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Singapore Arts Club: Interview with Sean Lee...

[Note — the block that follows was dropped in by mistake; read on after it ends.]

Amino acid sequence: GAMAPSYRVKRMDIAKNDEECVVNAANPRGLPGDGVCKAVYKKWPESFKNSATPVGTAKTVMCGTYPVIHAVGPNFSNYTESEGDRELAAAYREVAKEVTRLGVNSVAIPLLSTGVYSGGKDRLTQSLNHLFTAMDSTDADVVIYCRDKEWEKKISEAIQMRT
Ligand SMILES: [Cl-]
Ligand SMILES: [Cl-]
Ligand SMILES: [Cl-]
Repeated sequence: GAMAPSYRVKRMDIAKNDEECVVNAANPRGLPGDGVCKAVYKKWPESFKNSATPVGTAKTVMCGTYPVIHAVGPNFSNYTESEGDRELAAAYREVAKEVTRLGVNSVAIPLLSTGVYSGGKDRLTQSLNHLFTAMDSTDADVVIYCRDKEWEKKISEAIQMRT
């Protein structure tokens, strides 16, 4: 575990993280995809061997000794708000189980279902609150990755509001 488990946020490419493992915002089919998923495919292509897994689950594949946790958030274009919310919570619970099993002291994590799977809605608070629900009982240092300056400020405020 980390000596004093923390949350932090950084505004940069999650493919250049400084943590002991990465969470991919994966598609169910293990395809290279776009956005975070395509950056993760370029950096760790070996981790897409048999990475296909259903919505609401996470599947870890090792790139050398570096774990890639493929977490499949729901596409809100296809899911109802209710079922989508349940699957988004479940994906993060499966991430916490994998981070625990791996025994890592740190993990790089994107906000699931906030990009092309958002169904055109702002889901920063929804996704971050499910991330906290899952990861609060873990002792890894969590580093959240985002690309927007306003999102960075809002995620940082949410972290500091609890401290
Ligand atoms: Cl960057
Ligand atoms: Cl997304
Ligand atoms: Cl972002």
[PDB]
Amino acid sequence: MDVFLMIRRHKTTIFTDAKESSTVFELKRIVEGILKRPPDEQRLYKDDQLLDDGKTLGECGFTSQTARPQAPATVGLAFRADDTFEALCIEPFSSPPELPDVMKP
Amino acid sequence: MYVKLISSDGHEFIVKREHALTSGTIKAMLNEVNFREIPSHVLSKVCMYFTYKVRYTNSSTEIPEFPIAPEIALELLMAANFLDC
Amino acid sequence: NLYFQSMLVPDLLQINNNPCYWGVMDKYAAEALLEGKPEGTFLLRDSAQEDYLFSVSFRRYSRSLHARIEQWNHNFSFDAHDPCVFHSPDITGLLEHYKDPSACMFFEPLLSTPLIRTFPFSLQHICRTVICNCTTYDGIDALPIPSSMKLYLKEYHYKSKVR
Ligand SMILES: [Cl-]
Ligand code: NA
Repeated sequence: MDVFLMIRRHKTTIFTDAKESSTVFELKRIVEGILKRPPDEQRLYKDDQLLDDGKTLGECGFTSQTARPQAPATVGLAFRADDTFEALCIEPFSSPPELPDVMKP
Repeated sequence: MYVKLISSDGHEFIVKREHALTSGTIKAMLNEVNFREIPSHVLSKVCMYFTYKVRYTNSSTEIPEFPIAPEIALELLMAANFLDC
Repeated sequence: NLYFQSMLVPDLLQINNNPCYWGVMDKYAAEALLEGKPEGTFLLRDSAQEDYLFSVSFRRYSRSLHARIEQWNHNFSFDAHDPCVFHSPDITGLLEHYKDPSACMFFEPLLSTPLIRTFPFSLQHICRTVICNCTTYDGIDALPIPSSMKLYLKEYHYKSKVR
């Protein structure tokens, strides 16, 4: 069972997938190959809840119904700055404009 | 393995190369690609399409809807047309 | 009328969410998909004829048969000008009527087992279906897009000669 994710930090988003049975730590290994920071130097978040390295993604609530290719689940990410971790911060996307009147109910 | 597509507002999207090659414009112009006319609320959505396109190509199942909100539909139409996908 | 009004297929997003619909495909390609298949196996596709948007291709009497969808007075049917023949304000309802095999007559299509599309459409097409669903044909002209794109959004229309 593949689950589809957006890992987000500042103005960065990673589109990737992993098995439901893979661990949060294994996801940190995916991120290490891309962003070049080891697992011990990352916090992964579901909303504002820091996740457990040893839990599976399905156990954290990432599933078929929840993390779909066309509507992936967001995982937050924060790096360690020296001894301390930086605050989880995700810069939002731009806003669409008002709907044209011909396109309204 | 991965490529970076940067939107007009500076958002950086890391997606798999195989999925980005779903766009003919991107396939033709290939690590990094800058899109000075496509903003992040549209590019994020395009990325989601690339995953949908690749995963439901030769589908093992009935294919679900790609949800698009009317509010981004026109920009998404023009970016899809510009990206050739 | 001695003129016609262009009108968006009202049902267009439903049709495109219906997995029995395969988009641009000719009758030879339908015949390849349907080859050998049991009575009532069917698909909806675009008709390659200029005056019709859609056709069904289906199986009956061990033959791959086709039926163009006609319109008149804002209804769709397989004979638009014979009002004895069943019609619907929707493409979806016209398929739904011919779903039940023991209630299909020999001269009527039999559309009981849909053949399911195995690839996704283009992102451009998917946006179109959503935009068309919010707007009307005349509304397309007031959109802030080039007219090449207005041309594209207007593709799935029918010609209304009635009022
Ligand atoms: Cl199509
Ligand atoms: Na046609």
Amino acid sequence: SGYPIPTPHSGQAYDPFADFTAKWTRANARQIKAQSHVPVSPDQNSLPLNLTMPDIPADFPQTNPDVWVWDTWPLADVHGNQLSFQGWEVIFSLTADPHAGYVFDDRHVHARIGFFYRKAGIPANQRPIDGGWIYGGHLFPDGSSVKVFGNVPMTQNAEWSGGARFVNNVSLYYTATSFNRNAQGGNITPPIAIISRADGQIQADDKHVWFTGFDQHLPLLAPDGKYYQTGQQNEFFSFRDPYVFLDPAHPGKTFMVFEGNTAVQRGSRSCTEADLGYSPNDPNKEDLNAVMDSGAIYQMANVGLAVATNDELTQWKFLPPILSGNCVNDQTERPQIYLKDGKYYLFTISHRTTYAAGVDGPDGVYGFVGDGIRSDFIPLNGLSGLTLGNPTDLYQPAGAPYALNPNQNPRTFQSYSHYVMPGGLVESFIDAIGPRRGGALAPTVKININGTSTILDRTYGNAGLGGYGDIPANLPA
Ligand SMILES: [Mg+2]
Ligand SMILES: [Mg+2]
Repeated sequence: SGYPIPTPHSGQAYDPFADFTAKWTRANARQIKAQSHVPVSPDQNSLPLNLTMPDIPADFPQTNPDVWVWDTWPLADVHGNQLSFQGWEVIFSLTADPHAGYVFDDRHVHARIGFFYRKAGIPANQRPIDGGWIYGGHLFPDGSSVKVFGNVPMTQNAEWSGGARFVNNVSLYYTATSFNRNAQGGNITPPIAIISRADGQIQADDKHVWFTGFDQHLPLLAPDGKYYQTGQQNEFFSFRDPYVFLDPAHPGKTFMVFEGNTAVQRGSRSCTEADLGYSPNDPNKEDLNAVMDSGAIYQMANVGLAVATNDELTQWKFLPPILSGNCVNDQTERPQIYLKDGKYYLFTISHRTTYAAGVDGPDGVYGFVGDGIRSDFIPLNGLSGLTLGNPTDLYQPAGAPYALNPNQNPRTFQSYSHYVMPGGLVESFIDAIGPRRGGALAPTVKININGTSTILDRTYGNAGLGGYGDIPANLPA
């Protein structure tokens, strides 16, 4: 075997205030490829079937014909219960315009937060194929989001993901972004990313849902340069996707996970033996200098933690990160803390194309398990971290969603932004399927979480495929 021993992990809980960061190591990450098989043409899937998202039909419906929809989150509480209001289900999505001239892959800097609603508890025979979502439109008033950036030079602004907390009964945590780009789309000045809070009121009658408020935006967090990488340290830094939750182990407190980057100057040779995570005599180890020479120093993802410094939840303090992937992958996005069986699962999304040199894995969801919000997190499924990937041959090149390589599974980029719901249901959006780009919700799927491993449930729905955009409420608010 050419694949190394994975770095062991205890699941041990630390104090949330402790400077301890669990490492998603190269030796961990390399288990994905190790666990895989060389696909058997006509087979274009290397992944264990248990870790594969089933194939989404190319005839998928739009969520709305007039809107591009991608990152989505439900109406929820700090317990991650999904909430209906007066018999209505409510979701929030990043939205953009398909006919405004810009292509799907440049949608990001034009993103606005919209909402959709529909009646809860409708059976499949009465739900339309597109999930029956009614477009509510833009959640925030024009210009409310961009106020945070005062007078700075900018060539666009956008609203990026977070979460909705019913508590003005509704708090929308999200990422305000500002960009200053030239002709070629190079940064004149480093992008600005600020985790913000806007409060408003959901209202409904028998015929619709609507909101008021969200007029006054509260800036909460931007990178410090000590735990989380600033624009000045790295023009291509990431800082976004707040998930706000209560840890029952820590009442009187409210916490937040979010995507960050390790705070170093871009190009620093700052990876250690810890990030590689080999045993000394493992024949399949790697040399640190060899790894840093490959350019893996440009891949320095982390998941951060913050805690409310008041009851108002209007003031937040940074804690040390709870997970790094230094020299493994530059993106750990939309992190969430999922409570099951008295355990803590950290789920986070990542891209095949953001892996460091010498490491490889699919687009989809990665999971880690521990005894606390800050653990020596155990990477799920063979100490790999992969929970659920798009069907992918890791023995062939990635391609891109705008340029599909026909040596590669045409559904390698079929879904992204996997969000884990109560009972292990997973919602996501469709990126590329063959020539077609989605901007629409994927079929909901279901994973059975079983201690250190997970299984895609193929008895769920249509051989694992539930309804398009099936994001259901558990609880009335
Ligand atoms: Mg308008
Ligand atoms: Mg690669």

As part of a series, The Artling interviewed three emerging Singaporean artists specially selected to curate this year’s Singapore Arts Club (formerly known as DRIVE), a public arts project organized by Arnoldii Arts Club and Gillman Barracks. In this edition, we talk to artist Sean Lee about the creative process in producing his commission and his participation in the event.   Tell us a bit about how you became involved in this edition of Singapore Arts Club and what most excites you about the programme this year. Audrey [producer and owner of Yeo Workshop] contacted me after my friend Zhuang WuBin made a recommendation to her regarding my work. I have never really had a show outdoors, with the proportions of my artwork enlarged to such a scale before. So this is new and exciting for me. Image courtesy of the artist and Singapore Arts Club   The theme of this year’s Singapore Arts Club is ‘myth’, which seems very broad. What was your creative process in undertaking this theme and were there any challenges you faced during the conception of your work? All of my work deal in one way or another to themes that relate to intimate relationships, memory and longing. It is fortunate that the theme is broad enough to contain the kinds of work I would have wanted to do with or without the show.   An image from Lee's 'Shauna' collection that will also be on show Image courtesy of the artist and Singapore Arts Club The Singapore Arts Club is a joint project with both Gillman Barracks and Arnoldii Arts Club, the latter of which focuses on creating opportunities for people in Singapore to learn more about art. What do you think about arts education in Singapore and how do you think we can improve on our current programmes? I have never had a formal art education in Singapore. I became a camera assistant right after I left the army. I think I am not the best person to speak on the subject.   Your body of work appears to mainly focus on a sense of intimacy both in the way you select and frame your subject-matter. However, in Rooms you enlarge photographs of places where you grew up to almost strange proportions, frustrating the intimate nature of the subject through its sheer scale; what led you to this decision and how do you think it changes the viewer’s experience of the photographs? To me there are only 2 appropriate sizes for photographs. The first is that it is small enough that you can hold them in your hand. It becomes then an object, a personal possession. It finds itself in the realm of things. The other is so big that it makes the viewer feel completely overwhelmed. It becomes almost like a physical structure or a part of a building.   "Two People" by Shaun Lee Image courtesy of the artist and Singapore Arts Club As part of your Singapore Arts Club commission, Two People, strangers are encouraged to lie in bed together and take a photo in a live interactive photography set. What sort of reaction do you hope that people will have in response to this, or is the unexpectedness and the inability to control each person’s reaction the whole point of the exercise? Yes you are quite right. I think it is the unexpectedness that I am most looking forward to.     Read the other articles in this series, including our interviews with artists Jack Tan and Joo Choo Lin.   Singapore Arts Club runs from Friday, 22 January till Monday, 22 February 2016 at 1 Gillman Barracks, 1 Lock Road 01-01, Singapore 108937. For more details see their website and Facebook page.   The Artling is an official Media Partner for Singapore Arts Club.   Any views or opinions in the post are solely those of the authors and do not necessarily represent the views of the company or contributors. ...